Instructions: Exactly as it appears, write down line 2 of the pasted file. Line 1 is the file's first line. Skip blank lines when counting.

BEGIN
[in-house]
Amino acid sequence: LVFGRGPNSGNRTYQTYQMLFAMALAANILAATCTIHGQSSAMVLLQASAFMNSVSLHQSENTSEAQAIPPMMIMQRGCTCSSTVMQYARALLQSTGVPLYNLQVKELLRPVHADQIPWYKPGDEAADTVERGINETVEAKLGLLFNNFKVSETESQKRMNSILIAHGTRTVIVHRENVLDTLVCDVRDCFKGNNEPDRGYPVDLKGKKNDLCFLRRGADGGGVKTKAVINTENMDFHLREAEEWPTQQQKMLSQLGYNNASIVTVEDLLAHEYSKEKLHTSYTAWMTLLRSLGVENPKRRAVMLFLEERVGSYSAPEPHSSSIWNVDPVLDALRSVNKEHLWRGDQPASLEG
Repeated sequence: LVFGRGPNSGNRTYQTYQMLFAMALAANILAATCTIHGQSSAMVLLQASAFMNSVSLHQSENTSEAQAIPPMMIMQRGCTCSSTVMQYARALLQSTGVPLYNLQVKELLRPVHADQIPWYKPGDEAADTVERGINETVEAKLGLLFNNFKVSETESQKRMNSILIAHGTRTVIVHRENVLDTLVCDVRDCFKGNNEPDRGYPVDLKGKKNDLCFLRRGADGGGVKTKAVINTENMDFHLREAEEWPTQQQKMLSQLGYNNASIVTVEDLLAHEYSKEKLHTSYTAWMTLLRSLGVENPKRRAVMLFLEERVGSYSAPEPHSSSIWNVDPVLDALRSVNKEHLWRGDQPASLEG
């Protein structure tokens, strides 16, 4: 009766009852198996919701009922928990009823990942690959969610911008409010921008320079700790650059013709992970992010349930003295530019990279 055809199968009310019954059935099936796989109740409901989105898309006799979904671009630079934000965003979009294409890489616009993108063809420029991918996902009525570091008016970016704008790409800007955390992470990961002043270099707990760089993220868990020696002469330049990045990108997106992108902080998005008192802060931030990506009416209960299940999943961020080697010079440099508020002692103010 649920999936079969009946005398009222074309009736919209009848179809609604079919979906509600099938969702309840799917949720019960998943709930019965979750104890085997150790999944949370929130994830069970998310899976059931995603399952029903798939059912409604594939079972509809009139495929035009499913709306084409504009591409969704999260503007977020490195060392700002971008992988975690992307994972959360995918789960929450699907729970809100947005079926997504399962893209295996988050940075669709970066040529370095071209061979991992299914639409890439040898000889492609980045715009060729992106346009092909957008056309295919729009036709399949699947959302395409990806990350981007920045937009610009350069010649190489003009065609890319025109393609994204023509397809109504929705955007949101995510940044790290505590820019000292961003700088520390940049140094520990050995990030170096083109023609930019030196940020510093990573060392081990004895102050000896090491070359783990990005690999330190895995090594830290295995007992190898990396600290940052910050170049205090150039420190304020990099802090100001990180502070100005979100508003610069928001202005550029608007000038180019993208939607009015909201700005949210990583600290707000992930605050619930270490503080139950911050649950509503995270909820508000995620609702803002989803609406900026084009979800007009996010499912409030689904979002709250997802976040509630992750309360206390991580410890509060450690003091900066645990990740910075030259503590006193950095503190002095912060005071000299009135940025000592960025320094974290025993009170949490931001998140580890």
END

Amino acid sequence: LVFGRGPNSGNRTYQTYQMLFAMALAANILAATCTIHGQSSAMVLLQASAFMNSVSLHQSENTSEAQAIPPMMIMQRGCTCSSTVMQYARALLQSTGVPLYNLQVKELLRPVHADQIPWYKPGDEAADTVERGINETVEAKLGLLFNNFKVSETESQKRMNSILIAHGTRTVIVHRENVLDTLVCDVRDCFKGNNEPDRGYPVDLKGKKNDLCFLRRGADGGGVKTKAVINTENMDFHLREAEEWPTQQQKMLSQLGYNNASIVTVEDLLAHEYSKEKLHTSYTAWMTLLRSLGVENPKRRAVMLFLEERVGSYSAPEPHSSSIWNVDPVLDALRSVNKEHLWRGDQPASLEG